Every spring we wait in anticipation for the first purring call of the turtle dove. For many, it’s a sure sign that spring is here. However, over the years it has become harder and harder to hear the familiar turr turr call as numbers of turtle doves has continued to dwindle.
The results of a new survey confirm what many of us have known for some time – turtle dove numbers are at a real low.
Over the spring and summer of 2021, an ambitious project set out to estimate the number of breeding turtle doves in the UK. Supported by Natural England, Kent Ornithological Society and coordinated by the RSPB, the project relied on a band of dedicated volunteers who headed out at dawn to survey for turtle doves in a series of locations across the country. It’s thanks to these early morning shifts and the records that were submitted that the RSPB’s Conservation Science team have been able to calculate a population estimate for turtle doves.
RSPB scientists estimate that the population of turtle doves in the UK now stands at 2,100 territories. For a bird that was once widespread, that’s a very significant drop in numbers.
However, we’ve known for a long time that turtle doves are in trouble, which is why we’ve been devising and testing conservation solutions over the last 10 years to work out how to help them. Thanks to these years of research we have a good picture of both the problems and the solutions that can help turtle doves and these are now being delivered at scale on the ground.
Simon Wotton, Senior Conservation Scientist said:
“In the 70s, there were records of flocks of over eight hundred birds, and the UK population was over 125,000 pairs. Although these results paint a stark picture with numbers, the way forward is clear and we stand a good chance of turning around the fortunes of this bird. We hope that the 2021 survey will have measured a population low point with subsequent recovery already underway.”
What does this mean for turtle dove conservation?
All is not lost. That’s the key message here. Through hard work and dedication over many years, scientists, advisors, land managers and communities have found ways to support turtle doves both in the UK and elsewhere. We are now in the privileged position of understanding what we need to do to recover the turtle dove population: 1) Improve productivity through providing the right seed food 2) Improve survival of birds on migration by stopping unsustainable levels of hunting. The good news is we’re making great progress on both fronts.
Further down the page you can find out more about our work on unsustainable hunting, here’s what we need to do in the UK:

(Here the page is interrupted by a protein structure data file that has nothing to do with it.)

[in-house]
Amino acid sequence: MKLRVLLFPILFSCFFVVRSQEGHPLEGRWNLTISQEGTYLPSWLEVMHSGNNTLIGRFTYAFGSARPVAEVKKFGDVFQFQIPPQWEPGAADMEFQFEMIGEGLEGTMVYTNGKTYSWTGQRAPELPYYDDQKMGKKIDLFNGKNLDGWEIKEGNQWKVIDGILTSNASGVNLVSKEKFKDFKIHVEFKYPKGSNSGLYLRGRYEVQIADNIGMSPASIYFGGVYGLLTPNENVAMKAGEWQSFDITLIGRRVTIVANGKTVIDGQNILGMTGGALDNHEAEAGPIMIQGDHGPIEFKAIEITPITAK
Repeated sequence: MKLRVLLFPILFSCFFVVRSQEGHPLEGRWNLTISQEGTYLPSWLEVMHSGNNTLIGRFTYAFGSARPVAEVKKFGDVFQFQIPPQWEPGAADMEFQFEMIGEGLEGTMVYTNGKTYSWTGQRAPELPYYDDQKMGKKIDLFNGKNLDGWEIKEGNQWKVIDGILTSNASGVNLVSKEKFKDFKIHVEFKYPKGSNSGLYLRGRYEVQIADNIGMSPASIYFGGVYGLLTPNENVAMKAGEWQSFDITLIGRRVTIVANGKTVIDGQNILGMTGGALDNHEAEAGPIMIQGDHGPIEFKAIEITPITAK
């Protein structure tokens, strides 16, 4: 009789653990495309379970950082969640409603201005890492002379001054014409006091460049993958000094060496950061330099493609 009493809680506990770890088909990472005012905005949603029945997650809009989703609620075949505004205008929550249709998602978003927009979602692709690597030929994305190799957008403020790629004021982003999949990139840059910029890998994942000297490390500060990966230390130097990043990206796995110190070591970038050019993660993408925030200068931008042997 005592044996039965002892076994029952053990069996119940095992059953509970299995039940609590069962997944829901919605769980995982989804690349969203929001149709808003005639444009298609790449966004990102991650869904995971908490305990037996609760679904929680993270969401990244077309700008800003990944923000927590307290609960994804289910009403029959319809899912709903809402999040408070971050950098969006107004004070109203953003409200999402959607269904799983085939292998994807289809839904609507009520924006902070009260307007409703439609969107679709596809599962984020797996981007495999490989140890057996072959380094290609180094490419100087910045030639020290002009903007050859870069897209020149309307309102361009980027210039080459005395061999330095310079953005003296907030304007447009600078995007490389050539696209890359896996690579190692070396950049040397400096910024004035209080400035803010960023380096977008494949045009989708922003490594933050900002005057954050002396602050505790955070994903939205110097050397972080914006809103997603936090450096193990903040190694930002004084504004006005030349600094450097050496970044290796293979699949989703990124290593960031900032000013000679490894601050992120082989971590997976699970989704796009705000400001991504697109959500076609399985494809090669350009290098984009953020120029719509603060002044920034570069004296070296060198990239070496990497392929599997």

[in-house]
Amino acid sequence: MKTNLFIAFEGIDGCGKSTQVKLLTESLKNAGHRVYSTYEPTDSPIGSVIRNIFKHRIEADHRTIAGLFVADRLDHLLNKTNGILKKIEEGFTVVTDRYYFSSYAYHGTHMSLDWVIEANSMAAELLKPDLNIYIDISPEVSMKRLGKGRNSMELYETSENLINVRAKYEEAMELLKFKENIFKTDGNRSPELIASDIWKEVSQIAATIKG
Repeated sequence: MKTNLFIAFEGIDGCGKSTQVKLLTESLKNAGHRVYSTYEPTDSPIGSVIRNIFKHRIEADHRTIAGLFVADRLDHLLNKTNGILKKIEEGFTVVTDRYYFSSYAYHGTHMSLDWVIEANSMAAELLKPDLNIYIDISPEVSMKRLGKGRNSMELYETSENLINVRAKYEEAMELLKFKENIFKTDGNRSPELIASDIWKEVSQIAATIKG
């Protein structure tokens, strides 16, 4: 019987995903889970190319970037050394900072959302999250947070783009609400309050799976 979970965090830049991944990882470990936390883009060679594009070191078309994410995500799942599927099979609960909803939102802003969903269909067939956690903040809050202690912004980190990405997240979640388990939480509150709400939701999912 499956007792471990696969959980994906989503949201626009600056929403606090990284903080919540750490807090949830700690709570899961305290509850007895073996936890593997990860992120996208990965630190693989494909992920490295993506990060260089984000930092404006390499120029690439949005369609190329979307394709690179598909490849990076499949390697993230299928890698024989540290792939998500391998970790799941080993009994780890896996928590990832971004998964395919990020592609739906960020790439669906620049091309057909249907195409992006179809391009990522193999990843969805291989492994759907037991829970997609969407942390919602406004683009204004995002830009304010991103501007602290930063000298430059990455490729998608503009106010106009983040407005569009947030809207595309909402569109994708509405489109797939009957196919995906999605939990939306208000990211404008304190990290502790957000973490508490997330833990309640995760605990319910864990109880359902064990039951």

- Provide suitable places to nest – thick hedges and thorny scrub are perfect.
- Provide suitable places to feed – turtle doves feed on a variety of seeds from wildflowers to grasses; the key is having enough bare ground so the turtle doves can land and access the seeds. Supplementary feeding of a carefully curated selection of seeds can also support turtle doves early in the season when seed availability is low in the wider countryside.
- Provide safe drinking sources – shallow-sided ponds and pools allow turtle doves to drink and bathe.
What’s more is that the results of the turtle dove survey will help us to target our action to the places where turtle doves need most help. We know what to do and where to do it, so the time to act is now.
Turtle dove champions lead the way
Fortunately for turtle doves, champions of the species have already been taking action for years and they’re seeing fantastic results.
There are many conservation advisors, from many different organisations working across England for whom turtle dove is an important focus species. Through an advisory approach they are working with many hundreds of private land managers. They are all delivering the same advice and engaging with farmers and other land managers to deliver turtle dove habitat where the species needs it most.
As an example, the RSPB has a group of Conservation Advisors working in key areas – known as Turtle Dove Friendly Zones, covering Norfolk, Suffolk, Essex, Cambridgeshire, Kent, Sussex and Hampshire. Their remit is wholly focussed on working with farmers, land managers and communities to provide advice and guidance around protecting, enhancing and creating suitable turtle dove habitats.
Eliza Leat, one of the RSPB advisors, explains what the turtle dove means to her: